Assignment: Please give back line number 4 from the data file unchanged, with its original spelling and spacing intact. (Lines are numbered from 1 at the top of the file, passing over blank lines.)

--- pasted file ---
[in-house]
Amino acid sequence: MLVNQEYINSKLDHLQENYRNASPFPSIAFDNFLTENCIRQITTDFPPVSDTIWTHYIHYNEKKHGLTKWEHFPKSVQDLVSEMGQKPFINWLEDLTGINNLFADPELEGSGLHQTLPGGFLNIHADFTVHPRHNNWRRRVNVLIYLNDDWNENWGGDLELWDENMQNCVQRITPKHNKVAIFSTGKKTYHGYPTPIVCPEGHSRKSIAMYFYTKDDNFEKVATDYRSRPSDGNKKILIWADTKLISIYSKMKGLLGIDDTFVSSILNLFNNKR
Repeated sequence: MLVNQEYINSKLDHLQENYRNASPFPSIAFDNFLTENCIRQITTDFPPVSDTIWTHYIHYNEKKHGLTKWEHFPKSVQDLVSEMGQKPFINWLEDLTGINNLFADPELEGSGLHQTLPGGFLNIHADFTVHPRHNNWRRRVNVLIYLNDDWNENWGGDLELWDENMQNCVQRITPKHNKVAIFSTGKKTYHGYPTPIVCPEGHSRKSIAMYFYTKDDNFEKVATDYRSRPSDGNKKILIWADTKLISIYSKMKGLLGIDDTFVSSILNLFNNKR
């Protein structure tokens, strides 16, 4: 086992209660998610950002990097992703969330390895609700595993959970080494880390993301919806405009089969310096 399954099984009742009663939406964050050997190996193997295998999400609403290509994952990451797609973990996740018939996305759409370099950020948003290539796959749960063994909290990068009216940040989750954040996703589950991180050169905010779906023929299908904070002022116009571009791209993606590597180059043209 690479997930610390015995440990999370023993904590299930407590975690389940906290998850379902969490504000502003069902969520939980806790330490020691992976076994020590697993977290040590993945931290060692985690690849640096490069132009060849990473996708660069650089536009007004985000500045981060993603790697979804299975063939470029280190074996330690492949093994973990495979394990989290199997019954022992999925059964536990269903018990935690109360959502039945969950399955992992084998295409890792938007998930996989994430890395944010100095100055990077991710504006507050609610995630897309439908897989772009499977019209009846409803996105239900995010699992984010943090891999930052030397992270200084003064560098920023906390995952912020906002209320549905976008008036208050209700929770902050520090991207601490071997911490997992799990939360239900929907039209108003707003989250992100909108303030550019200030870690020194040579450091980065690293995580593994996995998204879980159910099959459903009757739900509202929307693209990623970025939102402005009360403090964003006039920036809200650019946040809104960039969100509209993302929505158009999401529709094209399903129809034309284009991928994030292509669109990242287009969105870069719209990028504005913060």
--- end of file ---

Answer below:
């Protein structure tokens, strides 16, 4: 086992209660998610950002990097992703969330390895609700595993959970080494880390993301919806405009089969310096 399954099984009742009663939406964050050997190996193997295998999400609403290509994952990451797609973990996740018939996305759409370099950020948003290539796959749960063994909290990068009216940040989750954040996703589950991180050169905010779906023929299908904070002022116009571009791209993606590597180059043209 690479997930610390015995440990999370023993904590299930407590975690389940906290998850379902969490504000502003069902969520939980806790330490020691992976076994020590697993977290040590993945931290060692985690690849640096490069132009060849990473996708660069650089536009007004985000500045981060993603790697979804299975063939470029280190074996330690492949093994973990495979394990989290199997019954022992999925059964536990269903018990935690109360959502039945969950399955992992084998295409890792938007998930996989994430890395944010100095100055990077991710504006507050609610995630897309439908897989772009499977019209009846409803996105239900995010699992984010943090891999930052030397992270200084003064560098920023906390995952912020906002209320549905976008008036208050209700929770902050520090991207601490071997911490997992799990939360239900929907039209108003707003989250992100909108303030550019200030870690020194040579450091980065690293995580593994996995998204879980159910099959459903009757739900509202929307693209990623970025939102402005009360403090964003006039920036809200650019946040809104960039969100509209993302929505158009999401529709094209399903129809034309284009991928994030292509669109990242287009969105870069719209990028504005913060």